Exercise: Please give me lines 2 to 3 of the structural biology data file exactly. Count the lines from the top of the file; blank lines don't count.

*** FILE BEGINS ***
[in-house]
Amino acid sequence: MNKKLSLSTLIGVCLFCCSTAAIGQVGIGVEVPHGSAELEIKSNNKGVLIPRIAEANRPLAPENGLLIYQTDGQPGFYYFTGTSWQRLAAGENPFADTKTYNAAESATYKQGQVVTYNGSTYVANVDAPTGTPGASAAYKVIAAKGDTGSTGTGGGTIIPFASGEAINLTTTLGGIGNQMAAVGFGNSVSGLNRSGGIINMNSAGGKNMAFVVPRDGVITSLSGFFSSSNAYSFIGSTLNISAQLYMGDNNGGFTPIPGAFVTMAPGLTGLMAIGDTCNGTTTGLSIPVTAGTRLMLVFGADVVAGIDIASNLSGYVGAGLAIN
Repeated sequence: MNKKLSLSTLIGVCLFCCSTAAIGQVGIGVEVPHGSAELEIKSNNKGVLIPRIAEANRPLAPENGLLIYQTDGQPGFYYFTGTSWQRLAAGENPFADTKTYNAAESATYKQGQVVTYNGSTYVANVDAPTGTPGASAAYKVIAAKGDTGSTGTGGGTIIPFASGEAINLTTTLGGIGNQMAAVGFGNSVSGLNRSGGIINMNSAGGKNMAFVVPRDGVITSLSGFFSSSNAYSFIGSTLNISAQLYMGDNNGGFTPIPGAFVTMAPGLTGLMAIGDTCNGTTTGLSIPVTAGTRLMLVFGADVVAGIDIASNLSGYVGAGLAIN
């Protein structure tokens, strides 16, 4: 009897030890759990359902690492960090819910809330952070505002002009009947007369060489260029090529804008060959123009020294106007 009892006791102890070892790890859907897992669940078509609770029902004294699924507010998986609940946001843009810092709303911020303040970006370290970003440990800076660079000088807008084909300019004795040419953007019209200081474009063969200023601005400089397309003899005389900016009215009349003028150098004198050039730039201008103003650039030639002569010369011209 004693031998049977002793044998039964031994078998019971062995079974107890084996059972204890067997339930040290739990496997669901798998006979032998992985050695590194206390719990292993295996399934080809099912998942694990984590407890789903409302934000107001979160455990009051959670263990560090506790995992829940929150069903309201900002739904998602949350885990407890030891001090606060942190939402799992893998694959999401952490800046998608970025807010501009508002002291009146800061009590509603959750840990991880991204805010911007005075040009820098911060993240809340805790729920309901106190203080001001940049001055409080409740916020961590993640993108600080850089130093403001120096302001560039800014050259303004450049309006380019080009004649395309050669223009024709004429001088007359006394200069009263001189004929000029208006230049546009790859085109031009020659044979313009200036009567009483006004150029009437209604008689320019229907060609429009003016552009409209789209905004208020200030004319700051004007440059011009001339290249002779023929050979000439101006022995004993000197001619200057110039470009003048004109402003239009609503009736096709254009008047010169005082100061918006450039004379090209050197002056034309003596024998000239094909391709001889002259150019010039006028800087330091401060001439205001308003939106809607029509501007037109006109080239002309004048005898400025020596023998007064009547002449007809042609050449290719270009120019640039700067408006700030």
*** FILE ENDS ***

Amino acid sequence: MNKKLSLSTLIGVCLFCCSTAAIGQVGIGVEVPHGSAELEIKSNNKGVLIPRIAEANRPLAPENGLLIYQTDGQPGFYYFTGTSWQRLAAGENPFADTKTYNAAESATYKQGQVVTYNGSTYVANVDAPTGTPGASAAYKVIAAKGDTGSTGTGGGTIIPFASGEAINLTTTLGGIGNQMAAVGFGNSVSGLNRSGGIINMNSAGGKNMAFVVPRDGVITSLSGFFSSSNAYSFIGSTLNISAQLYMGDNNGGFTPIPGAFVTMAPGLTGLMAIGDTCNGTTTGLSIPVTAGTRLMLVFGADVVAGIDIASNLSGYVGAGLAIN
Repeated sequence: MNKKLSLSTLIGVCLFCCSTAAIGQVGIGVEVPHGSAELEIKSNNKGVLIPRIAEANRPLAPENGLLIYQTDGQPGFYYFTGTSWQRLAAGENPFADTKTYNAAESATYKQGQVVTYNGSTYVANVDAPTGTPGASAAYKVIAAKGDTGSTGTGGGTIIPFASGEAINLTTTLGGIGNQMAAVGFGNSVSGLNRSGGIINMNSAGGKNMAFVVPRDGVITSLSGFFSSSNAYSFIGSTLNISAQLYMGDNNGGFTPIPGAFVTMAPGLTGLMAIGDTCNGTTTGLSIPVTAGTRLMLVFGADVVAGIDIASNLSGYVGAGLAIN